The following is an exclusive guest post by Dillon Becker, a video producer who previously worked at Storm8 and MZ (Machine Zone).
The Christmas season is the most important time of the year for advertisers in any industry, with consumers expected to spend almost $700 billion this holiday. For advertisers with apps in particular, customers spent $3 billion on App Store purchases throughout December 2016 alone. As expected, advertising competition is at an all-time high during this time of the year, and it starts now.
In order to stay ahead of the competition, it’s important to spend time preparing your creatives. If you don’t have the resources to produce all-new ads, augmenting your existing, high-performing ads with holiday imagery can also be effective and save time.
Ensure that your mobile marketing team has the high ground this holiday season with these dos and don’ts for holiday-themed creatives.
The dos and don’ts for holiday-themed mobile ads
Do lean into the holiday spirit
Whether you create new creatives or repurpose existing ones, it’s important to use seasonal imagery that evokes thoughts of winter and Christmas. Imagery such as:
- Falling snow
- Red and green colors (Gold for New Year’s)
- Christmas lights
- Santa hats
- Candy canes
Here is an example of supplementing a Gardenscapes ad with holiday imagery.
Don’t mislead viewers
In my 2017 GDC presentation, I shared my findings on leveraging the 2016 Summer Olympics to produce topically relevant mobile video ads. After supplementing an existing Bingo game ad with Olympics-themed assets, click-through rate (CTR) increased by 31%. However, conversion rates (CVR) for the Olympics-themed creatives stayed flat. The reason for this was that the Bingo game was not Olympics-themed and its App Store landing page was lacking any Olympics content. The same problem applies to holiday-themed ads.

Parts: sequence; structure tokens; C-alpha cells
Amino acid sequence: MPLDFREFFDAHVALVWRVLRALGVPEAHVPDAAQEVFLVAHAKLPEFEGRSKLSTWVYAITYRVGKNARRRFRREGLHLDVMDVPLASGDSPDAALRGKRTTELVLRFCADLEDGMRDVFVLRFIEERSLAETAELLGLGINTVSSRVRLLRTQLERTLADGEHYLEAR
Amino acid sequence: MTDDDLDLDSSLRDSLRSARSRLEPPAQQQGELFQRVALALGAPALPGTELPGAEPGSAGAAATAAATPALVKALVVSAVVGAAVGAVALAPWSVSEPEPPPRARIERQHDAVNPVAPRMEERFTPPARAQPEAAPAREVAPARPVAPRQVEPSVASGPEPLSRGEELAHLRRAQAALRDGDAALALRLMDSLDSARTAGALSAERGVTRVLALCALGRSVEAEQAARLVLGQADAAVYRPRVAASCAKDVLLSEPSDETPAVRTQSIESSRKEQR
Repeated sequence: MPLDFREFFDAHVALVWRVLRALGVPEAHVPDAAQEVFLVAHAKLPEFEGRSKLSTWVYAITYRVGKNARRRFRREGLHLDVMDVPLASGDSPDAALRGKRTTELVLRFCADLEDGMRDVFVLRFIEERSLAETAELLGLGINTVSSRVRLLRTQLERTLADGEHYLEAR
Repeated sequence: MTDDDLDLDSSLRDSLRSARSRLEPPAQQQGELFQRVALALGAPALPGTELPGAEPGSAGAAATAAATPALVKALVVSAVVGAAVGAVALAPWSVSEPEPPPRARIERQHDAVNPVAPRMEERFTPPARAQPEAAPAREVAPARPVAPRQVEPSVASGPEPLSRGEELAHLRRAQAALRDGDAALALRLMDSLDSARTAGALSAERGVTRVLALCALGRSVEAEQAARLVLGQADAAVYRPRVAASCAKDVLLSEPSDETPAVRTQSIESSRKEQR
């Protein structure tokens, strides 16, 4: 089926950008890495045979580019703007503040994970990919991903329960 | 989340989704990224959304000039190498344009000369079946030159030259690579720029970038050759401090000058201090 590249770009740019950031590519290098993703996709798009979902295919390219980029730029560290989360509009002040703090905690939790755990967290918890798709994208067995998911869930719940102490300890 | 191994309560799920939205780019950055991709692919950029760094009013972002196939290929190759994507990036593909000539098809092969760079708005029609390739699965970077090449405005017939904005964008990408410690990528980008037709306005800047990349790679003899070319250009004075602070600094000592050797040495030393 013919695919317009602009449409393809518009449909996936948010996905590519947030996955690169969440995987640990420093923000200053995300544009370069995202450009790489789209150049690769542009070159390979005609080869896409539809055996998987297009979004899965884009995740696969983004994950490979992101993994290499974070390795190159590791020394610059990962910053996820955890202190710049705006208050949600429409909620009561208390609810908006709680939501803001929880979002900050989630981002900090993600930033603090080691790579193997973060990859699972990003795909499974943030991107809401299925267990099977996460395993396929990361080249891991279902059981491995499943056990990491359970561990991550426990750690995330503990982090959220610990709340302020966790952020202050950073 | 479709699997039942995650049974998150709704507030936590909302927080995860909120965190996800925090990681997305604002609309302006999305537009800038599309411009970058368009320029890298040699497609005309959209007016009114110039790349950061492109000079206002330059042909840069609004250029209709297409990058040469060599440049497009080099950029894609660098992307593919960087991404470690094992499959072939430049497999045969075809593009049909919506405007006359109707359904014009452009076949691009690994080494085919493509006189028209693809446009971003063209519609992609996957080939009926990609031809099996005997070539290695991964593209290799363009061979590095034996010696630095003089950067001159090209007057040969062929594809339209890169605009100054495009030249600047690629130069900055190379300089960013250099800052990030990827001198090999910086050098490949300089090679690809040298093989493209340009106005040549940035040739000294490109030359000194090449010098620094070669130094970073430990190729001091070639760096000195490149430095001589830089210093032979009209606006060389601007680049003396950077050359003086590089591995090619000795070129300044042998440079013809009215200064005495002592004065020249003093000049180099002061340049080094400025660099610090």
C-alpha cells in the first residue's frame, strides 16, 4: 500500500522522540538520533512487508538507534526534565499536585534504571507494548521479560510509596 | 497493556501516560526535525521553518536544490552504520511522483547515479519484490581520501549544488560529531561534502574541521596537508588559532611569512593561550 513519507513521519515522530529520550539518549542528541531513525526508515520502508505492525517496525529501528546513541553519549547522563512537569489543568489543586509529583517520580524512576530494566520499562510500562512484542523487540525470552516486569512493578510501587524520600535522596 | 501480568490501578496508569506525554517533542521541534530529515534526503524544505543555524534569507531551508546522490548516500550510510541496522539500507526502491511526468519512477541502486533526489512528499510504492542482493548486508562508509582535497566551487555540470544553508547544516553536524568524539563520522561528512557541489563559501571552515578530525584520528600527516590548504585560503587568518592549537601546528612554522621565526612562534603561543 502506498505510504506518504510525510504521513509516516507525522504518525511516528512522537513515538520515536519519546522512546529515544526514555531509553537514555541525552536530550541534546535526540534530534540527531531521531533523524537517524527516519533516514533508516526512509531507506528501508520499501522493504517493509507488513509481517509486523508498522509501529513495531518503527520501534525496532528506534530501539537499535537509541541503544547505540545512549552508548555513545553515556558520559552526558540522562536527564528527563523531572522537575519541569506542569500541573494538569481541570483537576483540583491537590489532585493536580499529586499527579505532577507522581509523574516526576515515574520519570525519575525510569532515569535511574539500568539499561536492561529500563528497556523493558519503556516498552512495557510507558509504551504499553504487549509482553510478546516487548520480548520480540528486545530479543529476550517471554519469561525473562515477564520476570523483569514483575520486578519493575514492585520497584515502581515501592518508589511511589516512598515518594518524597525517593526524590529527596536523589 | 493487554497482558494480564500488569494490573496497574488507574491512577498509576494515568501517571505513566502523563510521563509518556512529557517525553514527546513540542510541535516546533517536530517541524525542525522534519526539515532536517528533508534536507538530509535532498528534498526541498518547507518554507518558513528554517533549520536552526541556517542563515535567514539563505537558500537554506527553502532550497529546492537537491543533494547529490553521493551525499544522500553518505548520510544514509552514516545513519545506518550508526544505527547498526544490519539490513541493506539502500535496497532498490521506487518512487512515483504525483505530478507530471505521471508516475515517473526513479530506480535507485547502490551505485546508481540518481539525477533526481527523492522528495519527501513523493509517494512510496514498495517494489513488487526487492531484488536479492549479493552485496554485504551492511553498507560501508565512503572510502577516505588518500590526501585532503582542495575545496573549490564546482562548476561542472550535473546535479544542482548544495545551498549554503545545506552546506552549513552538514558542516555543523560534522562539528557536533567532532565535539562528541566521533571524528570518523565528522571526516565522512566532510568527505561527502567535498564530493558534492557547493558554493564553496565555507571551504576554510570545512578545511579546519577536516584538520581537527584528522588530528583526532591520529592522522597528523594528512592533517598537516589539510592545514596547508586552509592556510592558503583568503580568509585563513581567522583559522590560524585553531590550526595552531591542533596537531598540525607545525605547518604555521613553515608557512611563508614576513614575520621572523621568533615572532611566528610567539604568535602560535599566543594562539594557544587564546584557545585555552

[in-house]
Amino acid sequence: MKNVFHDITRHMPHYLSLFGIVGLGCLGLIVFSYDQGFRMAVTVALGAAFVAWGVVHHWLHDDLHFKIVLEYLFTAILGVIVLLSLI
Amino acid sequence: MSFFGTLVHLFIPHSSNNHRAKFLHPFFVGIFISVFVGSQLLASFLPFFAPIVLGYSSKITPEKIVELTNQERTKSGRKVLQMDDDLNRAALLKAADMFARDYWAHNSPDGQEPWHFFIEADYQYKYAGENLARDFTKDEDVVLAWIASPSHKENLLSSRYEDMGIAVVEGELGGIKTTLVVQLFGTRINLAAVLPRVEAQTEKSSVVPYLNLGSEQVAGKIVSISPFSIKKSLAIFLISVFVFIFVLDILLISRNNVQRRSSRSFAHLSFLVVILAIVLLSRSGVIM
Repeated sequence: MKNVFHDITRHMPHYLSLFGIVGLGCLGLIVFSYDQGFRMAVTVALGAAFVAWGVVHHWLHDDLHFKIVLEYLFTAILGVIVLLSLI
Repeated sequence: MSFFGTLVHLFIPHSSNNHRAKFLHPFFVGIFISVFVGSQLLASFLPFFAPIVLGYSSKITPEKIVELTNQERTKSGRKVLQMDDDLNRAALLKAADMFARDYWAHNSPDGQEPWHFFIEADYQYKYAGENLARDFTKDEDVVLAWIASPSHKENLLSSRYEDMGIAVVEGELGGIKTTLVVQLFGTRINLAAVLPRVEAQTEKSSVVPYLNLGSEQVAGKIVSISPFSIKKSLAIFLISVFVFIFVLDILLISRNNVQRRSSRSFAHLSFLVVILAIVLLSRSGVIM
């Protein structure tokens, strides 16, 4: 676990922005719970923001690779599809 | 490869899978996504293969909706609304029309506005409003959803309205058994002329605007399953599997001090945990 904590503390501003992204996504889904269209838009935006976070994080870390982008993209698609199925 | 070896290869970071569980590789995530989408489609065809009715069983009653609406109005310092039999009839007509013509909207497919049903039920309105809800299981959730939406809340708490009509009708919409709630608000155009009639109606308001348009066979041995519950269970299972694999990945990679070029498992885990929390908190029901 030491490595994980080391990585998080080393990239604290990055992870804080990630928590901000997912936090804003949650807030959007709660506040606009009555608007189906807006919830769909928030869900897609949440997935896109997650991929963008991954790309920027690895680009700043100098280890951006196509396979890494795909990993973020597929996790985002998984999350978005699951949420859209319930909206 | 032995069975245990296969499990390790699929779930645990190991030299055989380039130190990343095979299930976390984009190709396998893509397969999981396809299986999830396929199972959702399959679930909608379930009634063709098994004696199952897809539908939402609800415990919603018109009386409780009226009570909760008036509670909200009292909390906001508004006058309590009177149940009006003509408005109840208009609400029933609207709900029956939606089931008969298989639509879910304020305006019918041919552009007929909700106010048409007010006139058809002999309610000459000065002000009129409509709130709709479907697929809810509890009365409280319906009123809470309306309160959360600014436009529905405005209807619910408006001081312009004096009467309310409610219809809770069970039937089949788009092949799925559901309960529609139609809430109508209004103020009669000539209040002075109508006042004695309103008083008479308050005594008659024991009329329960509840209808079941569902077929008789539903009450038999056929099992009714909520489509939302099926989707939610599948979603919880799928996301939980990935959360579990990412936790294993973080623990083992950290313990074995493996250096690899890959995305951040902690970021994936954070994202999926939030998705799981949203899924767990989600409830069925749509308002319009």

Do coordinate your app’s screenshots, icon, and app preview with its ads
To help avoid a low CVR, use similar imagery and design choices in both your ads and landing page material. A potential customer arriving at your landing page after watching a holiday video ad is anticipating holiday screenshots. Mismatched content will make your app or game seem deceptive.
Don’t neglect branding
Some advertisers go too far with their holiday theming and inadvertently hurt their company’s branding in the process. The product should come first and the holiday theme second, otherwise you risk muddying your company’s brand and/or confusing viewers. Playtika’s holiday ad from 2016 for social casino game Slotomania embraces the seasonal themes without losing key brand elements.
Do prepare for January
Most people move on from the holiday season after New Year’s Eve—except those weirdos who don’t take down their Christmas decorations until spring. So then you should treat ad campaigns like your home, removing holiday ad creatives that look outdated and irrelevant the moment the clock strikes midnight on January 1. In fact, you’ll want to have new ads ready to go come New Year’s Day. If you’re already creating Christmas-themed ads, then why not throw in New Year’s-themed ads (hint: replace those snowflakes with fireworks)?
Don’t sacrifice quality for quantity
With the increased competition, it can be useful to plan a large batch of creatives heading into the holiday season. However, it’s even more important to craft static and video ad creatives that people can’t take their eyes off of, especially when you consider that your competitors will also be releasing holiday-themed ads. This is a great example of an ad creative with holiday spirit.
One final “do”: Do set your New Year’s resolution today to prepare your marketing campaigns with these tips on holiday-themed ad creatives.